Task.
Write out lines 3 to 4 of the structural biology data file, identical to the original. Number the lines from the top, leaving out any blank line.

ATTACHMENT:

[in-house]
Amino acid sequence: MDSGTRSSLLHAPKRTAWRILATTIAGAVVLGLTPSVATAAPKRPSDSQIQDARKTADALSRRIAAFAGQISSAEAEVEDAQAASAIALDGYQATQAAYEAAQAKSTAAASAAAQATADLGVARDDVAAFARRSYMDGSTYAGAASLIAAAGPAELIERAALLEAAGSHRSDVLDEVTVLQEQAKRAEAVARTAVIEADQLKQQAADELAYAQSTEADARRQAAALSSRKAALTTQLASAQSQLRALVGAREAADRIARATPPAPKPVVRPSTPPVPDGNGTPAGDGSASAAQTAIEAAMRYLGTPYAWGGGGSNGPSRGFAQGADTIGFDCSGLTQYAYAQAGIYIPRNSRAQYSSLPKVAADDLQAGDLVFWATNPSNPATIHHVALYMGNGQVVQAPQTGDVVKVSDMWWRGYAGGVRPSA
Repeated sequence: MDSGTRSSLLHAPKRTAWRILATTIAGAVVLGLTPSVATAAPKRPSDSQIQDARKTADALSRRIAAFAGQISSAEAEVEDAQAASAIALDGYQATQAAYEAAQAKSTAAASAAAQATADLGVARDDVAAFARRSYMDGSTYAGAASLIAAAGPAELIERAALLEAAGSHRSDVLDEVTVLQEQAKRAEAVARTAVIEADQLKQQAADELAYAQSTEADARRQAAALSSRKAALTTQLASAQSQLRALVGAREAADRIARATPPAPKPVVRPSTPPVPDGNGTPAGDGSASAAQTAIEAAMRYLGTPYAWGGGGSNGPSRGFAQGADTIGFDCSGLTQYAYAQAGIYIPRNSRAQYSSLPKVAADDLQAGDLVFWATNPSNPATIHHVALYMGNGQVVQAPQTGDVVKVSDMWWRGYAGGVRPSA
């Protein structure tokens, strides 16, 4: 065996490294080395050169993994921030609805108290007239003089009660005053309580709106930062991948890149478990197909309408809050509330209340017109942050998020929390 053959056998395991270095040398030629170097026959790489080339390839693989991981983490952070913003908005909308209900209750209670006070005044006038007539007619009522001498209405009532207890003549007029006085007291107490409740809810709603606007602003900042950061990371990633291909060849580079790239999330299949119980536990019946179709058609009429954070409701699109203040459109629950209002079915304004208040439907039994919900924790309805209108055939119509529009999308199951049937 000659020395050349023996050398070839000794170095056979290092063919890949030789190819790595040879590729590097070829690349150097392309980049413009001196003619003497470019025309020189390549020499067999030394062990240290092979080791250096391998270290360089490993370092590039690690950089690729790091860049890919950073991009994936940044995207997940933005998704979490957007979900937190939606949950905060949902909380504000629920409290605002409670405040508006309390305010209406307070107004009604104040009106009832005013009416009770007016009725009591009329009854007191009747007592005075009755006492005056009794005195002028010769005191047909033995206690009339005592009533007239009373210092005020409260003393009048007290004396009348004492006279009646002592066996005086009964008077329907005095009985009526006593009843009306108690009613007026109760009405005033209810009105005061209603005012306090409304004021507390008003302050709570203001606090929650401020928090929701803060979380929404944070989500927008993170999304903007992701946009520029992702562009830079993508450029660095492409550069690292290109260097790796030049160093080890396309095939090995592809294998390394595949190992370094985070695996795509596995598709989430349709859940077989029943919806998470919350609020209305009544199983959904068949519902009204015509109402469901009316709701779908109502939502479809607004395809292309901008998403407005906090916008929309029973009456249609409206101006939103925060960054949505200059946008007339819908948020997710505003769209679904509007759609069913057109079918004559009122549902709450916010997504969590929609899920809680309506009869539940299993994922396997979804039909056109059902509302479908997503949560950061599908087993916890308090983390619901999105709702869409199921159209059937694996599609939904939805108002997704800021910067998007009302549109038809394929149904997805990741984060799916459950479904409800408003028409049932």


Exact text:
Repeated sequence: MDSGTRSSLLHAPKRTAWRILATTIAGAVVLGLTPSVATAAPKRPSDSQIQDARKTADALSRRIAAFAGQISSAEAEVEDAQAASAIALDGYQATQAAYEAAQAKSTAAASAAAQATADLGVARDDVAAFARRSYMDGSTYAGAASLIAAAGPAELIERAALLEAAGSHRSDVLDEVTVLQEQAKRAEAVARTAVIEADQLKQQAADELAYAQSTEADARRQAAALSSRKAALTTQLASAQSQLRALVGAREAADRIARATPPAPKPVVRPSTPPVPDGNGTPAGDGSASAAQTAIEAAMRYLGTPYAWGGGGSNGPSRGFAQGADTIGFDCSGLTQYAYAQAGIYIPRNSRAQYSSLPKVAADDLQAGDLVFWATNPSNPATIHHVALYMGNGQVVQAPQTGDVVKVSDMWWRGYAGGVRPSA
């Protein structure tokens, strides 16, 4: 065996490294080395050169993994921030609805108290007239003089009660005053309580709106930062991948890149478990197909309408809050509330209340017109942050998020929390 053959056998395991270095040398030629170097026959790489080339390839693989991981983490952070913003908005909308209900209750209670006070005044006038007539007619009522001498209405009532207890003549007029006085007291107490409740809810709603606007602003900042950061990371990633291909060849580079790239999330299949119980536990019946179709058609009429954070409701699109203040459109629950209002079915304004208040439907039994919900924790309805209108055939119509529009999308199951049937 000659020395050349023996050398070839000794170095056979290092063919890949030789190819790595040879590729590097070829690349150097392309980049413009001196003619003497470019025309020189390549020499067999030394062990240290092979080791250096391998270290360089490993370092590039690690950089690729790091860049890919950073991009994936940044995207997940933005998704979490957007979900937190939606949950905060949902909380504000629920409290605002409670405040508006309390305010209406307070107004009604104040009106009832005013009416009770007016009725009591009329009854007191009747007592005075009755006492005056009794005195002028010769005191047909033995206690009339005592009533007239009373210092005020409260003393009048007290004396009348004492006279009646002592066996005086009964008077329907005095009985009526006593009843009306108690009613007026109760009405005033209810009105005061209603005012306090409304004021507390008003302050709570203001606090929650401020928090929701803060979380929404944070989500927008993170999304903007992701946009520029992702562009830079993508450029660095492409550069690292290109260097790796030049160093080890396309095939090995592809294998390394595949190992370094985070695996795509596995598709989430349709859940077989029943919806998470919350609020209305009544199983959904068949519902009204015509109402469901009316709701779908109502939502479809607004395809292309901008998403407005906090916008929309029973009456249609409206101006939103925060960054949505200059946008007339819908948020997710505003769209679904509007759609069913057109079918004559009122549902709450916010997504969590929609899920809680309506009869539940299993994922396997979804039909056109059902509302479908997503949560950061599908087993916890308090983390619901999105709702869409199921159209059937694996599609939904939805108002997704800021910067998007009302549109038809394929149904997805990741984060799916459950479904409800408003028409049932």